He nationalised industries including coal, rail, gas and electricity, as well as bringing the Bank of England under public ownership. The economy, education, workers rights and housing were further domestic areas where Attlee successfully introduced sweeping reforms.
Attlee’s government was one of strong characters and strong opinions which he had to carefully manage. One of these was his Foreign Secretary Ernest Bevin who Attlee backed in his cold war diplomacy and policy to make Britain a firm ally of the US.
To this end Attlee was key in the formation of NATO in 1949 to counter the perceived threat from the USSR, having already sent planes to assist the Berlin airlift in 1948. Attlee then agreed to send British troops to the Korean War in 1950. A highly significant part of his foreign policy was his granting of independence for India in 1947 which marked the beginning of the end for the British empire.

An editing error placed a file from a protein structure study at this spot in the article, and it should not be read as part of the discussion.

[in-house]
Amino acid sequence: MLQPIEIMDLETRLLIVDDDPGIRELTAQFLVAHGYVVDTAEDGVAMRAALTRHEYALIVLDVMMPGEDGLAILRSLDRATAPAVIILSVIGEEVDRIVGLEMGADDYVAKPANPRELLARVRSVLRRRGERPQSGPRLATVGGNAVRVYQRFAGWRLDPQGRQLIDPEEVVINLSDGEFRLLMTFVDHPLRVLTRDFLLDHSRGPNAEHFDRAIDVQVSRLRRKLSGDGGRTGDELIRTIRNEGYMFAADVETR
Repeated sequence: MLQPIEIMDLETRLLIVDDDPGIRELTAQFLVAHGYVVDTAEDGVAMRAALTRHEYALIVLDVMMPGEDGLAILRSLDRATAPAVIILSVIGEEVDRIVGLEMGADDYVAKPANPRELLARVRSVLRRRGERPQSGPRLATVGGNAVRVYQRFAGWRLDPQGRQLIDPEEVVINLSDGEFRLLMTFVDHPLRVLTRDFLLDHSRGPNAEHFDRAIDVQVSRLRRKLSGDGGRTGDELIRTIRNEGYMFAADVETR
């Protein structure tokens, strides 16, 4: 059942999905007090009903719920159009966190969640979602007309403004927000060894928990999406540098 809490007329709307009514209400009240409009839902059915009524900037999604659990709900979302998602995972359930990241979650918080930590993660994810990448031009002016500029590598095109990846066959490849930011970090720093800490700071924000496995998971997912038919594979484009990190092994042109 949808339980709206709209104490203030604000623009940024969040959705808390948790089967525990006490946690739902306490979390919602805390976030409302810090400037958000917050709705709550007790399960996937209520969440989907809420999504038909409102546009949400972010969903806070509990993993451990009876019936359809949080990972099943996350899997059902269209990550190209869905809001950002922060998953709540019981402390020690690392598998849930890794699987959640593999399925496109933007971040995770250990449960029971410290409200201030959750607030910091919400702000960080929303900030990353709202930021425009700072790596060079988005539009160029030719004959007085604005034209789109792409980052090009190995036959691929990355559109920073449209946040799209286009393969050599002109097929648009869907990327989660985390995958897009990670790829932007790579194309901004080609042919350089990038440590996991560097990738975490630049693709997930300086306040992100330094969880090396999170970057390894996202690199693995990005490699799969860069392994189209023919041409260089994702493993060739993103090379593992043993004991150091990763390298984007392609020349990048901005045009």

4. Later Life and Legacy
After the 1950 election Clement Attlee's labour party was re-elected with a tiny majority. Following resignations Attlee called another election in 1951 to try and restore authority in his government.
The move backfired as the Conservatives came to power with their own small majority and Attlee resigned his office. He stayed on as leader for a further four years, trying to mediate the differing views forming in his party and particularly focussed around Hugh Gaitskell and Nye Bevan. However, after being defeated by Anthony Eden in the 1955 election, Attlee resigned as leader of his party to be replaced by Gaitskell.